However, the main difference over here is in the atmosphere that is evoked and the emotions that are roused, ranging from the desperation of black metal, to a hope of silver lining with the melodies that are unleashed on the record, with even some heroic moments with the epic soundscape that is created by the band, such as the a cappella intro on Doomsayer.

The whole range of influences that have gone into the writing of Grief for an Idol easily reminds one of Nokturnal Mortum, in particular on The Voice of Steel. For instance, apart from the clearly black metal aesthetics that Panychida prefers, there are moments where some elements of thrash, or even melodic death metal could be spotted like in the middle of Two Untouched Moments, adding to the already vast variety of sounds that the band has included on the album. Of course, there are the usual folkish elements of the genre, such as the bagpipes on Wayfarer’s Awakening.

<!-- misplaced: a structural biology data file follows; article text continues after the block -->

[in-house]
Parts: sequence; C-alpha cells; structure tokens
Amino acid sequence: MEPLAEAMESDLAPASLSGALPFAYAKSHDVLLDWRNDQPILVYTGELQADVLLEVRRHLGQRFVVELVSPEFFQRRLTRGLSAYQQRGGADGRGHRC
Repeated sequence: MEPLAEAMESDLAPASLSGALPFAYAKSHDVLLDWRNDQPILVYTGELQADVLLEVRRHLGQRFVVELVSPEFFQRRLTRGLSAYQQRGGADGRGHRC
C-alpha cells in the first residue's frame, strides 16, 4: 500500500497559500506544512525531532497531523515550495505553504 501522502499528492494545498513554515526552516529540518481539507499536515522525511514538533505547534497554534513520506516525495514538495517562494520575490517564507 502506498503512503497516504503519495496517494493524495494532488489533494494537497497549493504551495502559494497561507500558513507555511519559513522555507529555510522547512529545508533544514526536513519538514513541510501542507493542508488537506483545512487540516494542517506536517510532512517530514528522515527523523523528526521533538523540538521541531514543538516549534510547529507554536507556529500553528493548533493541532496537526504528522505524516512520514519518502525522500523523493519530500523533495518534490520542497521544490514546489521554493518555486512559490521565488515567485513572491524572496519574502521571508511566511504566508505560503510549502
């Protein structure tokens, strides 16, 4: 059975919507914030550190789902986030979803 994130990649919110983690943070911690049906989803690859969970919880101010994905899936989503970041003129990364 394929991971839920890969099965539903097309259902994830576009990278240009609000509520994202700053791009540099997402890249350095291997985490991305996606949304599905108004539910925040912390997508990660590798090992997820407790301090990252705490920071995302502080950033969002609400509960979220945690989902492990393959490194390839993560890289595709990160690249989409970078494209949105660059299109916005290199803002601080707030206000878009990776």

With Grief for an IdolPanychida has not only increased interest in Pagan metal, but also in the emerging Czech Republic metal scene as well. The whole range of soundscapes, emotions and stylistics that the band has displayed on Grief for an Idol has shown the versatility and songwriting abilities of Panychida, and this will certainly not be the last that I will be hearing from the band.

Panychida on the internet:
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Paragon Records

Album Review: Falkenbach – Asa

Falkenbach [Germany]
Asa
2013
Full Length
Prophecy Productions
Black/Folk/Viking Metal

As a long time listener of Falkenbach, I was thrilled to hear the news of a new album – “Asa”, its answer to the 2011 studio effort “Tiurida”. Falkenbach is known for its consistently glorious and epic repertoire of songs, beginning from its 1996 inception with “…En Their Medh Riki Fara…”, the return with “Asa” was not an exception.